MRFIT Study – What did it tell us?

The Australian Broadcaster ABC televised the program Heart of the Matter Part 1 – Dietary Villains on Thursday, 24 October 2013. This program listed the MRFIT study as more evidence that cholesterol is not implicated in heart disease.

The Multiple Risk Factor Intervention Trial (MRFIT) was a coronary heart disease prevention trial that was conducted at 22 US clinical centres (18 cities) from 1973 to 1982. The multiple risks evaluated were:

  • elevated serum cholesterol
  • elevated blood pressure
  • cigarette smoking
A number of popular commentators use this trial as proof that cholesterol is not implicated in heart disease.

The tobacco industry also used the results of the MRFIT study to argue that smoking is not harmful.

MRFIT Results

12,866 men between the ages of 35-57 with one or more of these risk factors were randomly assigned to the Special Intervention (SI) or Usual Care (UC) group and followed for 6-8 years.

UC men were given information on risk factors, referred to their usual sources of care, and re-examined annually.

SI participants received group and individual counselling on a fat-modified diet, a stepped-care drug treatment program for diastolic hypertension (after an initial attempt at blood pressure control by weight reduction, if indicated), and, for cigarette smokers, counselling aimed at cessation. 1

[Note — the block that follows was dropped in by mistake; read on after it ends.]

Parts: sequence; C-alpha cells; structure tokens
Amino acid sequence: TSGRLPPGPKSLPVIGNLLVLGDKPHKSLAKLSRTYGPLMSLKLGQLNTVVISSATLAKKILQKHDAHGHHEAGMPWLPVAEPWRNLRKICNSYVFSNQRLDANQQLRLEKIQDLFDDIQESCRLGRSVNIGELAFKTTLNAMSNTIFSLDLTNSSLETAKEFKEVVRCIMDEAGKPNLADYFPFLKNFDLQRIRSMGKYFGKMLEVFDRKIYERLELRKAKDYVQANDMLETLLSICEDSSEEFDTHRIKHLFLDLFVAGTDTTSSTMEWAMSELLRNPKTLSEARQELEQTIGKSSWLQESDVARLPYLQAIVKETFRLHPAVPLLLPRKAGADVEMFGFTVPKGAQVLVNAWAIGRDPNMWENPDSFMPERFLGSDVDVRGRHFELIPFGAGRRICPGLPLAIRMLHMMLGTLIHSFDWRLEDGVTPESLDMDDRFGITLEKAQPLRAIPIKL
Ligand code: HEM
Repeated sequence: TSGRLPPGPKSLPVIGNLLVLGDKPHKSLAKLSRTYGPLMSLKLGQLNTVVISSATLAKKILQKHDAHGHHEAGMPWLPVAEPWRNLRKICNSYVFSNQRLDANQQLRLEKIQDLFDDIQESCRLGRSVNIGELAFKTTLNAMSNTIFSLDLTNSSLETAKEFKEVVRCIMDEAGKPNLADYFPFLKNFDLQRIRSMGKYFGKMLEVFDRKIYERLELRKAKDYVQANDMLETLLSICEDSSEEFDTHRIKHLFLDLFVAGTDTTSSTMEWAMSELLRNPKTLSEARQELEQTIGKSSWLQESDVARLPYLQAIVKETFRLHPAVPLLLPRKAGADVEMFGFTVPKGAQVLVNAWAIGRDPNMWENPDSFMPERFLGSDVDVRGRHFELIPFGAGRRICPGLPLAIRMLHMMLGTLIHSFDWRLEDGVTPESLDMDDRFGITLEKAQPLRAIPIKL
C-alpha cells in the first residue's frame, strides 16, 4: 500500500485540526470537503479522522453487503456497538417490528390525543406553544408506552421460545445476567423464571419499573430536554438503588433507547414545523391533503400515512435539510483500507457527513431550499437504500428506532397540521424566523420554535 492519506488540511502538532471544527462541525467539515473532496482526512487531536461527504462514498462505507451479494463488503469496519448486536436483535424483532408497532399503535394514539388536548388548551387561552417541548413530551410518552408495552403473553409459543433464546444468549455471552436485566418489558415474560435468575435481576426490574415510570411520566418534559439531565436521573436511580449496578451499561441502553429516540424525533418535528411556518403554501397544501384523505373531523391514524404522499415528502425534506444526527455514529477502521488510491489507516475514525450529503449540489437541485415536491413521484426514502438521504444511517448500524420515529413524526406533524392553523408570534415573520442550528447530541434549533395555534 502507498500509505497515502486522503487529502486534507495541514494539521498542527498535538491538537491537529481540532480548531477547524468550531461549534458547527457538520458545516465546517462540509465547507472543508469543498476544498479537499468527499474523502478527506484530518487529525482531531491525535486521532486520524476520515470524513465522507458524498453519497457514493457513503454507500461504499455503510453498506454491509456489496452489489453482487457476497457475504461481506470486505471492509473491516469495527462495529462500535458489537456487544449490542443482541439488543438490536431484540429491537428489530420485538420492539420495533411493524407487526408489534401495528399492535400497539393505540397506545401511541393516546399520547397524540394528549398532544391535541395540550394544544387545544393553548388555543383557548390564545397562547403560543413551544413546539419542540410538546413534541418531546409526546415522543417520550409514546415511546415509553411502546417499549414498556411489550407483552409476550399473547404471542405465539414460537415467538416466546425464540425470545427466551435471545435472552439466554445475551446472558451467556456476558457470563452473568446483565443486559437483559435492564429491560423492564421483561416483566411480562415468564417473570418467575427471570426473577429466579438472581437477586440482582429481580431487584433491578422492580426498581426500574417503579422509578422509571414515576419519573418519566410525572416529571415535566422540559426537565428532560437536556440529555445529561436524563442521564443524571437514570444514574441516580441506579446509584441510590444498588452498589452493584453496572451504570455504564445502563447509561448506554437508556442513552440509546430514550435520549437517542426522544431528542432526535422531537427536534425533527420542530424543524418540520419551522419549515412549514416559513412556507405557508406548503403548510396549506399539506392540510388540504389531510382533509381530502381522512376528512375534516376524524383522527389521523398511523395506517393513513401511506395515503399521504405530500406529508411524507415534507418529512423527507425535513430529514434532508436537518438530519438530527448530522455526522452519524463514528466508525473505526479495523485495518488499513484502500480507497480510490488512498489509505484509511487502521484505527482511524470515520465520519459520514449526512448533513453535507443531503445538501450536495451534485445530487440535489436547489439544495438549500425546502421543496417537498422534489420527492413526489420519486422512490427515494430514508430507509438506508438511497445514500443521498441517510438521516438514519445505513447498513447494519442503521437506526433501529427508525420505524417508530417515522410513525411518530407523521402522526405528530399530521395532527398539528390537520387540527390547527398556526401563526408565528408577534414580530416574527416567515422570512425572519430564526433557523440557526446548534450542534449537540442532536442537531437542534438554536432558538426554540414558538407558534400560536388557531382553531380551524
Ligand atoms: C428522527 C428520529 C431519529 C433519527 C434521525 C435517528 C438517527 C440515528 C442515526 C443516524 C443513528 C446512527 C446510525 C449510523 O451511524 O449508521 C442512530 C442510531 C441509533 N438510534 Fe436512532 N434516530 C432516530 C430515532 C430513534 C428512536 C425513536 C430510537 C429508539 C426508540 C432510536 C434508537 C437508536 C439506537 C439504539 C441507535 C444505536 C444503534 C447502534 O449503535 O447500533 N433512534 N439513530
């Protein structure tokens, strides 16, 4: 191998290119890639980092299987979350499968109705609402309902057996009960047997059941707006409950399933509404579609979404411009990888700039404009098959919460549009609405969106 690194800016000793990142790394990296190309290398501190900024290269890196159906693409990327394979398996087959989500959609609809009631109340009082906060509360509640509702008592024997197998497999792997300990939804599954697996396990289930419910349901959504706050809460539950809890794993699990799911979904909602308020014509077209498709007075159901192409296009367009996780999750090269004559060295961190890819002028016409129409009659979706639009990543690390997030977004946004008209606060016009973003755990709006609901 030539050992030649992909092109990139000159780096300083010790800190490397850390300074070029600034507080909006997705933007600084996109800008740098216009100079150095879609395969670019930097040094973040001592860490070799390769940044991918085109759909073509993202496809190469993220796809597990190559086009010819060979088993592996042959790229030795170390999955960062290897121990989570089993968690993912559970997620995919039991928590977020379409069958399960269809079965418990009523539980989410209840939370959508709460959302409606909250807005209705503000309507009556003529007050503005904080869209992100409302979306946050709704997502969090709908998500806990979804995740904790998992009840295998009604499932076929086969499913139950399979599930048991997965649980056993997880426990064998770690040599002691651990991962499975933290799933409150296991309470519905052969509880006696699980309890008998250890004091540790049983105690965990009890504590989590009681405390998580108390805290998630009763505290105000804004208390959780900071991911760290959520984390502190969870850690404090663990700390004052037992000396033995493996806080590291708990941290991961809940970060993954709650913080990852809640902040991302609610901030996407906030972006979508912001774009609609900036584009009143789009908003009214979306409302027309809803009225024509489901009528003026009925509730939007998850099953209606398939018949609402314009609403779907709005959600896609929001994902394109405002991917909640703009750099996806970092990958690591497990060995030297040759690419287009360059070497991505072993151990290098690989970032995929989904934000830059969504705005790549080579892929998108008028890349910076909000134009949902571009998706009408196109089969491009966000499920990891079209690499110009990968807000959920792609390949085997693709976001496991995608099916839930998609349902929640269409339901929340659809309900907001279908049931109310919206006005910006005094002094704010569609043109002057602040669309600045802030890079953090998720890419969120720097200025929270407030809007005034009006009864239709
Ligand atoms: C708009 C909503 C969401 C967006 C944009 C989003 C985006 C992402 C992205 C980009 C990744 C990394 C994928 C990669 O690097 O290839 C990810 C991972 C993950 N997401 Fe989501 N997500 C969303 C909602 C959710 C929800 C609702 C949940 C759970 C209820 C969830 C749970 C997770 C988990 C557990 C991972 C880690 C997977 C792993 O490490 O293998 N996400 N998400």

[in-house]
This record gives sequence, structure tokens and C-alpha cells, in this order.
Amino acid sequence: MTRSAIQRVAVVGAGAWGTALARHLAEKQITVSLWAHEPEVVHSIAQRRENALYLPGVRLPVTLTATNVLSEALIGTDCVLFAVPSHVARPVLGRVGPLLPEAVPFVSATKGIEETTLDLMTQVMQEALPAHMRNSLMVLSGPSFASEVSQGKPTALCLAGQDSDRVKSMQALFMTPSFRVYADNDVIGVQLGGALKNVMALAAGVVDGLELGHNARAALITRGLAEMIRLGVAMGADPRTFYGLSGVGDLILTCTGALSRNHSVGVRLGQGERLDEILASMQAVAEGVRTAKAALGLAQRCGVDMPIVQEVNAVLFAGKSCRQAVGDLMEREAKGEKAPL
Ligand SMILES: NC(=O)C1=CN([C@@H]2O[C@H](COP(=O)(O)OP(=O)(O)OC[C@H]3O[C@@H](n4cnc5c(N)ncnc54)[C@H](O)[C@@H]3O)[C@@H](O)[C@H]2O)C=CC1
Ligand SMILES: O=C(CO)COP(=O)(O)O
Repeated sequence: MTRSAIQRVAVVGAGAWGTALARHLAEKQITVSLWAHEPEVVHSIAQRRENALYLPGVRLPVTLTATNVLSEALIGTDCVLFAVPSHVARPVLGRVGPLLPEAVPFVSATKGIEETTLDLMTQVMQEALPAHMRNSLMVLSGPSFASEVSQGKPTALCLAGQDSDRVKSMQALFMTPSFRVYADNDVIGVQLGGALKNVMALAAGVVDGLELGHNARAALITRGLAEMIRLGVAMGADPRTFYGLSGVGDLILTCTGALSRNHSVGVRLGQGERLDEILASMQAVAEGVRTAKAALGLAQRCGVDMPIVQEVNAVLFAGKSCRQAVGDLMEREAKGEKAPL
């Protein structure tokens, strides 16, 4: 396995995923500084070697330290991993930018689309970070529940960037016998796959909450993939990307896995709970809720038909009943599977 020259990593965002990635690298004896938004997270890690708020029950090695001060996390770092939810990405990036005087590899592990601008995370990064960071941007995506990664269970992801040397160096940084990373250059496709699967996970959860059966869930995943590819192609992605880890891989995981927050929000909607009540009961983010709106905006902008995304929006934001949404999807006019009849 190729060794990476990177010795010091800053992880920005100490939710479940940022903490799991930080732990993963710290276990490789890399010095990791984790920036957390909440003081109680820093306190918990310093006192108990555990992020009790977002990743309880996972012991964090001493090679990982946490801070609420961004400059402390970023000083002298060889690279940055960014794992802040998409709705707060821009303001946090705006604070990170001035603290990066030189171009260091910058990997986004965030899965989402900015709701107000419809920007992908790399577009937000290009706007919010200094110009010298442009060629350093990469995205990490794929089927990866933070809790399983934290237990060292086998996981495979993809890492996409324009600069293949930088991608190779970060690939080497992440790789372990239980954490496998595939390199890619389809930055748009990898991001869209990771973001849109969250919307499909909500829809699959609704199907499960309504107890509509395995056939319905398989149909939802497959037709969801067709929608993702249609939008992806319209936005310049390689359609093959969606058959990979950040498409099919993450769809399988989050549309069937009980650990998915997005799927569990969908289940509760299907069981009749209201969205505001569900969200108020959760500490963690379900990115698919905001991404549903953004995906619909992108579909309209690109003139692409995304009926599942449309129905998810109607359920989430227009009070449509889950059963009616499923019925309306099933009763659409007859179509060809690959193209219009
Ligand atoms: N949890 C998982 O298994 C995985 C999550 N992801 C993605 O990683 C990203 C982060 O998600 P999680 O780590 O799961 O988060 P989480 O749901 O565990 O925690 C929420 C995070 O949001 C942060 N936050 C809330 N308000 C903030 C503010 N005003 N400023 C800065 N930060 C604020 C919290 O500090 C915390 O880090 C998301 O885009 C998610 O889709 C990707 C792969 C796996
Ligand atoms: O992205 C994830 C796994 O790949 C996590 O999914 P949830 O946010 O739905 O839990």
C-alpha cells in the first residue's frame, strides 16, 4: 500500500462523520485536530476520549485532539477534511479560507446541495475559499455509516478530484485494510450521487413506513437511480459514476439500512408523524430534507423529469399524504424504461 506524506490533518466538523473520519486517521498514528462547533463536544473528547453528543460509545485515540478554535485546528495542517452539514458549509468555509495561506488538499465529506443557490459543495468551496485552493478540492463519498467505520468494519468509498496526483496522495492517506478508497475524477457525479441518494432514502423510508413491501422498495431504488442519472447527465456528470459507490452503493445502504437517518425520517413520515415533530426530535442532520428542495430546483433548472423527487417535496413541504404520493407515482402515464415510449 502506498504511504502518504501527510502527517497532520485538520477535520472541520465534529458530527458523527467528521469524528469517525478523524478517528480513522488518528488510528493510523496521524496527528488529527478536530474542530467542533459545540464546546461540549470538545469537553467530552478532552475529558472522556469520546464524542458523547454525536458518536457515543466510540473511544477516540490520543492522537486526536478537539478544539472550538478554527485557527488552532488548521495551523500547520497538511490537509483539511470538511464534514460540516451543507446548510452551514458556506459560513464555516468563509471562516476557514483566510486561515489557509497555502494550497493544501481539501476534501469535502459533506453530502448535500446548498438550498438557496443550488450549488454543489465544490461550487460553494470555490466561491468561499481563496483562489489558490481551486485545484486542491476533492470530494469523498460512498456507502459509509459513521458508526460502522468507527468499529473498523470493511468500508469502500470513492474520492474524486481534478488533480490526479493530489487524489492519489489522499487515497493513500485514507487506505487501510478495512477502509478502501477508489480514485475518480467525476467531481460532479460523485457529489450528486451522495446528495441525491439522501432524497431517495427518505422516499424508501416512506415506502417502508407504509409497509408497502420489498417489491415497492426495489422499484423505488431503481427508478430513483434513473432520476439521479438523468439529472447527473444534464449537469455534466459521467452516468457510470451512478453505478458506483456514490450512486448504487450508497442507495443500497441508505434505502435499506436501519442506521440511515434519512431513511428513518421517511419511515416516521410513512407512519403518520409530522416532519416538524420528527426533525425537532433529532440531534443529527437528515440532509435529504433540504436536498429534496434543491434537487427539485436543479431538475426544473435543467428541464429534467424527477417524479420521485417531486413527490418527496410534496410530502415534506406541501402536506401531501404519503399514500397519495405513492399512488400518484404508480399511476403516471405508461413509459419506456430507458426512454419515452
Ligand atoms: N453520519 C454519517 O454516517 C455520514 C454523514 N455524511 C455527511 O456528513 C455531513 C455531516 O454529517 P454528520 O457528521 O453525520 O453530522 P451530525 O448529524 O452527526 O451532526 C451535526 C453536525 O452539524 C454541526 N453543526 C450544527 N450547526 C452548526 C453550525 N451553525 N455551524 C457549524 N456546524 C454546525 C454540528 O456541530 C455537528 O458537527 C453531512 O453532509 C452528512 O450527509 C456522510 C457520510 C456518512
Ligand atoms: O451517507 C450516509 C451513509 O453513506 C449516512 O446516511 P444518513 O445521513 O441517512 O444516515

In Special Intervention group, serum cholesterol was only 3– 2% lower than in Usual Care group. There was a 30% reduction of smokers in the Special Intervention group. CHD deaths were 7% lower in Special Intervention group.

So the results are not spectacular.

Note that the Usual Care group was not a No Treatment group. They were making changes that resulted in lowering their risk factors. CHD mortality was declining in the USA, Canada and Australia but not in the United Kingdom.

Initially, the drug hydrochlorothiazide was used in the trial to lower blood pressure. However, this drug:

  • raises cholesterol 2
  • causes left ventricular hypertrophy 3
  • increases mortality 4

The use of this drug did distort results.

The results after 16 years are more impressive. After 16 years, those who had been in the intervention group, CHD deaths were 11.4% lower and total mortality was 5.7% lower than the Usual Care group

Serum Cholesterol and Risk of Premature Death

There were 356 222 men aged 35 to 57 years, who were free of a history of hospitalization for myocardial infarction, that were initially screened by the MRFIT program in its recruitment program.

This provided researchers with a group that had standardised serum cholesterol measurements and long-term (6 years) mortality follow-up. 5

For the entire group aged 35 to 57 years at entry, the age-adjusted risks of CHD death in cholesterol quintiles are shown below.

1< 182< 4.711
5> 244> 6.313.42

The conclusion from this paper is that:

These data of high precision show that the relationship between serum cholesterol and CHD is not a threshold one, with increased risk confined to the two highest quintiles, but rather is a continuously graded one that powerfully affects risk for the great majority of middle-aged American men.